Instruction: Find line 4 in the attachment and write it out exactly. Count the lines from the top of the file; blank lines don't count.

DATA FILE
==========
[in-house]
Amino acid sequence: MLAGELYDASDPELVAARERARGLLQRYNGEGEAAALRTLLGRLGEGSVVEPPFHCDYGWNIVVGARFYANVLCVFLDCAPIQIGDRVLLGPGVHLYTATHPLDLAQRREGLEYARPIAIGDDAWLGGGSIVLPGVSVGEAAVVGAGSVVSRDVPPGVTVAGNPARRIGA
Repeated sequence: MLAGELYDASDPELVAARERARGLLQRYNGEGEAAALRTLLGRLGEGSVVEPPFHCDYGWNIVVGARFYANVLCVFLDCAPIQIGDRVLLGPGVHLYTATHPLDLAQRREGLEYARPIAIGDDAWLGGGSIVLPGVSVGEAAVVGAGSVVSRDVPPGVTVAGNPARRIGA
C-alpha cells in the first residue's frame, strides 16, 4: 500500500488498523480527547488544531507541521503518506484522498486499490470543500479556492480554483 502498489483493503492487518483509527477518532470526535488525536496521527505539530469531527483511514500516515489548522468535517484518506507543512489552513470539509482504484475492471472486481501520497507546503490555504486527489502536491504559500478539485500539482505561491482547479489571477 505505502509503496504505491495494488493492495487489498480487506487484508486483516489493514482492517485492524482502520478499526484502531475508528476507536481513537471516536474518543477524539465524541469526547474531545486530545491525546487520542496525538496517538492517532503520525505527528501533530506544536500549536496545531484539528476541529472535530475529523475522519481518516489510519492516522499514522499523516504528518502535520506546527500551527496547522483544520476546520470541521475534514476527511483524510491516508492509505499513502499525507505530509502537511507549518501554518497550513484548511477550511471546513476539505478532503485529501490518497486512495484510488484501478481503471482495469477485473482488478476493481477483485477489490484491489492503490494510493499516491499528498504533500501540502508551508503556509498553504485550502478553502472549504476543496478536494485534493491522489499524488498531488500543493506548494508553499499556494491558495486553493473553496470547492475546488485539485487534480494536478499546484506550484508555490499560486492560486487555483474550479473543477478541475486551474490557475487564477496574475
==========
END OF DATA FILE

C-alpha cells in the first residue's frame, strides 16, 4: 500500500488498523480527547488544531507541521503518506484522498486499490470543500479556492480554483 502498489483493503492487518483509527477518532470526535488525536496521527505539530469531527483511514500516515489548522468535517484518506507543512489552513470539509482504484475492471472486481501520497507546503490555504486527489502536491504559500478539485500539482505561491482547479489571477 505505502509503496504505491495494488493492495487489498480487506487484508486483516489493514482492517485492524482502520478499526484502531475508528476507536481513537471516536474518543477524539465524541469526547474531545486530545491525546487520542496525538496517538492517532503520525505527528501533530506544536500549536496545531484539528476541529472535530475529523475522519481518516489510519492516522499514522499523516504528518502535520506546527500551527496547522483544520476546520470541521475534514476527511483524510491516508492509505499513502499525507505530509502537511507549518501554518497550513484548511477550511471546513476539505478532503485529501490518497486512495484510488484501478481503471482495469477485473482488478476493481477483485477489490484491489492503490494510493499516491499528498504533500501540502508551508503556509498553504485550502478553502472549504476543496478536494485534493491522489499524488498531488500543493506548494508553499499556494491558495486553493473553496470547492475546488485539485487534480494536478499546484506550484508555490499560486492560486487555483474550479473543477478541475486551474490557475487564477496574475